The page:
After the Armistice, however, emancipation was rife and women were allowed to race with the men, culminating in Gwenda Stewart lapping faster than any other of her sex, at 135.95 m.p.h., in 1935, in the supercharged 2-litre Derby-Miller. And at its first Evening Race Meeting in June 1928 the BARC held a Two-Lap Ladies’ Handicap Sweepstakes—the girls at last had a race to themselves! This time they did two laps, starting and finishing at the Fork. Seven ladies entered, at ten bob each, but Miss Bond’s Bugatti non-started. Miss Maconochie won in her dark blue supercharged Salmson from Mrs. Martin’s limit Riley 9 and Miss Melcher’s 2-litre Bugatti, Mrs. Scott’s scratch 2-litre GP Sunbeam, the Hon. Mrs. Victor Bruce’s 2-litre AC and Miss Lister’s aged Aston Martin trailing along behind. The winner averaged 82.45 m.p.h., lapping at 87.22 m.p.h., and Mrs. Scott got round at 112.68 m.p.h. Mrs. Scott then won the next of these races, in a 2-litre Bugatti, from the Hon. Joan Chetwynd’s Chrysler.
The BARC now felt more confident and held a two-lap Ladies’ Handicap at the 1928 August Bank Holiday Meeting. Miss Maconochie won again, but had changed her Salmson for an Amilcar Six, which lapped at 102.69 m.p.h., holding off Mrs. Dykes’ Alvis. Mrs. Scott’s Sunbeam, Miss Burnett’s Alvis, Mrs, Martin’s Riley and the Aston Martin made up the field.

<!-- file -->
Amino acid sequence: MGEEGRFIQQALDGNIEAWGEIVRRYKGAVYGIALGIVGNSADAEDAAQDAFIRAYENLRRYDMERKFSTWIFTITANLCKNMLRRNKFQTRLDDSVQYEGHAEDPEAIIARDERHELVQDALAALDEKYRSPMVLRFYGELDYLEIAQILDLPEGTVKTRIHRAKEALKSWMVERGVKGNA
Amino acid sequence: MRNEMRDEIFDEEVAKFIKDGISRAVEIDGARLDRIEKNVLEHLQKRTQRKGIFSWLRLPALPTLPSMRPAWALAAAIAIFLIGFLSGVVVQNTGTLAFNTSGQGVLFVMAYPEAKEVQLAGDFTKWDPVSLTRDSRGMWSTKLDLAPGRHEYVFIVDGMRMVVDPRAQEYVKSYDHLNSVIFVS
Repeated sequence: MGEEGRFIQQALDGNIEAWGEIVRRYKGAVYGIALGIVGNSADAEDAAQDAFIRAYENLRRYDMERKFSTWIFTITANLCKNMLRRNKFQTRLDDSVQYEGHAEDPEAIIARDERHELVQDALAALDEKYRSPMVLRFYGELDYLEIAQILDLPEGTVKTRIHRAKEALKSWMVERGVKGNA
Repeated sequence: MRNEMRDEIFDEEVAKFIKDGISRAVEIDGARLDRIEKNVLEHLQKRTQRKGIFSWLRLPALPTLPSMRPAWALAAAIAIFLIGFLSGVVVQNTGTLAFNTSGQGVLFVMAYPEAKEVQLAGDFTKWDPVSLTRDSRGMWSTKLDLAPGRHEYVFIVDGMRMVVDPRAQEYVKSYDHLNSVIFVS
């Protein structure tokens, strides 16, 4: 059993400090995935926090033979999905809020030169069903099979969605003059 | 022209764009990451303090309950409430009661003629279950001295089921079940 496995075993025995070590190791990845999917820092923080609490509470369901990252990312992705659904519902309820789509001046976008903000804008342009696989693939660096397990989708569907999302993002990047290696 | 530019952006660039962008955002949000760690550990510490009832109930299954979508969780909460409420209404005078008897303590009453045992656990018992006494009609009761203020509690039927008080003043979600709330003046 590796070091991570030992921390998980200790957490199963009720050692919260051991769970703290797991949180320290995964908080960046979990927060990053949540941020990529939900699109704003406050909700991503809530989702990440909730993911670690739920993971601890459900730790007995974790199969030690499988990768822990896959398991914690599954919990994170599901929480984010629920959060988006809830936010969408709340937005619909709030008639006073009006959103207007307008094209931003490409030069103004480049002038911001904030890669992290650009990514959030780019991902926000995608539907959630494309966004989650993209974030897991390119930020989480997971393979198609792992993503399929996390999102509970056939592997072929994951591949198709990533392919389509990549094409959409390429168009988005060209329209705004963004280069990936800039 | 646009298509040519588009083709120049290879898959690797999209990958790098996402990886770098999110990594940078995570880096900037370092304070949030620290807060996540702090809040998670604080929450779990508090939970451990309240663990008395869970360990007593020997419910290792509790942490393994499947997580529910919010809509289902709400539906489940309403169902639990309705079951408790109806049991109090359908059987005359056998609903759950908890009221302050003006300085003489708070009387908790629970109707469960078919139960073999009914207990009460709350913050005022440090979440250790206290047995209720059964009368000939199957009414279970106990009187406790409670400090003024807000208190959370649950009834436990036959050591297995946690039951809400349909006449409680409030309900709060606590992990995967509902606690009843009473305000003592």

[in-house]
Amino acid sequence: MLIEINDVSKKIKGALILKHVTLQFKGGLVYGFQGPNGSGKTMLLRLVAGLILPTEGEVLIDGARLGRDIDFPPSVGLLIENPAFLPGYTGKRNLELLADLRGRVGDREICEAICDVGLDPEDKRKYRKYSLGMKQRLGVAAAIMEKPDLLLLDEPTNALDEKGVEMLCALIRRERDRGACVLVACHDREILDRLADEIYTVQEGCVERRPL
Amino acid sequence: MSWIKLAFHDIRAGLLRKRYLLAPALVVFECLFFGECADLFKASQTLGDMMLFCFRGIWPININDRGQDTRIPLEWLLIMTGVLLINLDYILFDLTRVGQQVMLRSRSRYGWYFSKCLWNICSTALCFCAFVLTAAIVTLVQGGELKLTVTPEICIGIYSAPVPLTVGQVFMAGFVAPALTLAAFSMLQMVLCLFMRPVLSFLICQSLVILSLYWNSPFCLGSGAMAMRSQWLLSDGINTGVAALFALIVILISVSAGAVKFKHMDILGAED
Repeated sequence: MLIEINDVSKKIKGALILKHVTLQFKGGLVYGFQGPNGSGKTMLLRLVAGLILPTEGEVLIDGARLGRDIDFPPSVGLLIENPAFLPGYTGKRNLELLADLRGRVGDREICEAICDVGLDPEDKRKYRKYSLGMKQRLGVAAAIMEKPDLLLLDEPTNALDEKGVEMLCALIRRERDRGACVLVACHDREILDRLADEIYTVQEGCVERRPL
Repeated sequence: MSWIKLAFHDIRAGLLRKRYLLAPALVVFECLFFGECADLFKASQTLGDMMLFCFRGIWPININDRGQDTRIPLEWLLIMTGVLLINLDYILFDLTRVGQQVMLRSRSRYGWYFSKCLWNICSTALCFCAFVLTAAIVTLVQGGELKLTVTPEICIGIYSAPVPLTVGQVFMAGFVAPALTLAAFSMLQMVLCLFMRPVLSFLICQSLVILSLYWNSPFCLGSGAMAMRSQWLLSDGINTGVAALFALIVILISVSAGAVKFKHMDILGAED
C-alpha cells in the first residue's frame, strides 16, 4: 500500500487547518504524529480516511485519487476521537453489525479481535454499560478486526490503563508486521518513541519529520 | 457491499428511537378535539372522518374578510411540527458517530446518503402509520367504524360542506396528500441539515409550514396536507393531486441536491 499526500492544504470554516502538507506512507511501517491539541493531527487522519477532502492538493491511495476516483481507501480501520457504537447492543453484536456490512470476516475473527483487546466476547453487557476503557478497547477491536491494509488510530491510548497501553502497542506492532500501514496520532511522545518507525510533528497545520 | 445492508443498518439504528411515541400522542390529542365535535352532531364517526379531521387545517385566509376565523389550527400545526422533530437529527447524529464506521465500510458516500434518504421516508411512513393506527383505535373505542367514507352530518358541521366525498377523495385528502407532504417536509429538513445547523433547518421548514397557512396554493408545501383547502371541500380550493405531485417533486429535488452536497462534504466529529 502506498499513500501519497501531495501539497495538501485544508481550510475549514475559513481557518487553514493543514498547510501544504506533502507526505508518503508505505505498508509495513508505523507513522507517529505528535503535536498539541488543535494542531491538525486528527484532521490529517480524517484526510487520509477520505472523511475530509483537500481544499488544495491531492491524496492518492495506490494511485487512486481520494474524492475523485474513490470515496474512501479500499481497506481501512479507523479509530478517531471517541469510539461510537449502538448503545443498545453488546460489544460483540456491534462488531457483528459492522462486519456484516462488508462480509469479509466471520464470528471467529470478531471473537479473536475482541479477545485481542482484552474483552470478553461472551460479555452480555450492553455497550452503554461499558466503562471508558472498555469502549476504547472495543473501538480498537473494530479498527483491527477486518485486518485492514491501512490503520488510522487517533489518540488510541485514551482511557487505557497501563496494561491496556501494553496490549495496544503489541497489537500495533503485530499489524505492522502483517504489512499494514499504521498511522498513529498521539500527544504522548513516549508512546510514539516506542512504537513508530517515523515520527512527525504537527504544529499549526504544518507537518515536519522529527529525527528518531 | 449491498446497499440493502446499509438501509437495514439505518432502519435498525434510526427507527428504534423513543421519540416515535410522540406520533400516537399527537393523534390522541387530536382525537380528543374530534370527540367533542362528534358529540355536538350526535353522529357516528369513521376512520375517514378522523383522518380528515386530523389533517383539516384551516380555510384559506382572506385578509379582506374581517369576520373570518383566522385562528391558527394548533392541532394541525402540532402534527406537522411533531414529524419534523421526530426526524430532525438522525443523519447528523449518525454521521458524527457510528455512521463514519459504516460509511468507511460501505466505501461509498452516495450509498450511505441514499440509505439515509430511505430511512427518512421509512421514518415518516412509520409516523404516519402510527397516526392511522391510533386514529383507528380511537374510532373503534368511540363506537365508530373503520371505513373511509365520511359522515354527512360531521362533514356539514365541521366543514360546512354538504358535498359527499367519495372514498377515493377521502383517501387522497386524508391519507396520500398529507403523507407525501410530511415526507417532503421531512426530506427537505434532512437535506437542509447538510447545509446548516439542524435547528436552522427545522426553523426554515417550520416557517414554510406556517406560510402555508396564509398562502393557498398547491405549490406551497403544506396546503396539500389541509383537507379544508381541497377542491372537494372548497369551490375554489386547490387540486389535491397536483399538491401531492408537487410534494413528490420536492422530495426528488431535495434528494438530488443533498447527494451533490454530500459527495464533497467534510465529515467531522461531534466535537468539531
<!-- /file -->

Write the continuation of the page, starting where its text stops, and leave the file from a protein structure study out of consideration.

After this the girls had several races to themselves. At the 1928 Autumn Meeting Mrs. Scott’s black Sunbeam was the victor, after a lap at 113.97 m.p.h., chased in by Mrs. Dykes’ 12/50 Alvis and Miss Maconochie’s Amilcar.
They were at it again at Easter 1929, and the Burnett Alvis crossed the line first but the naughty girl was disqualified for jumping the start, so Mrs. Scott took the £15 Cup in her husband’s GP straight-8 Delage, which lapped at 112.93 m.p.h. Mrs. Dykes was second, Mrs. Rigg in a Lombard third.
After this the BARC tired for a while of feminine frolics but the Opening Meeting of 1930 included a Ladies’ Handicap, which “Bill” Wisdom in H. J. Aldington’s blown Frazer Nash won from Mrs. Scott’s black and yellow Bugatti, the Chain Gang car going round at 95.05 m.p.h. So if the VSCC does have a Ladies’ Race it will be nicely traditional!—W. B.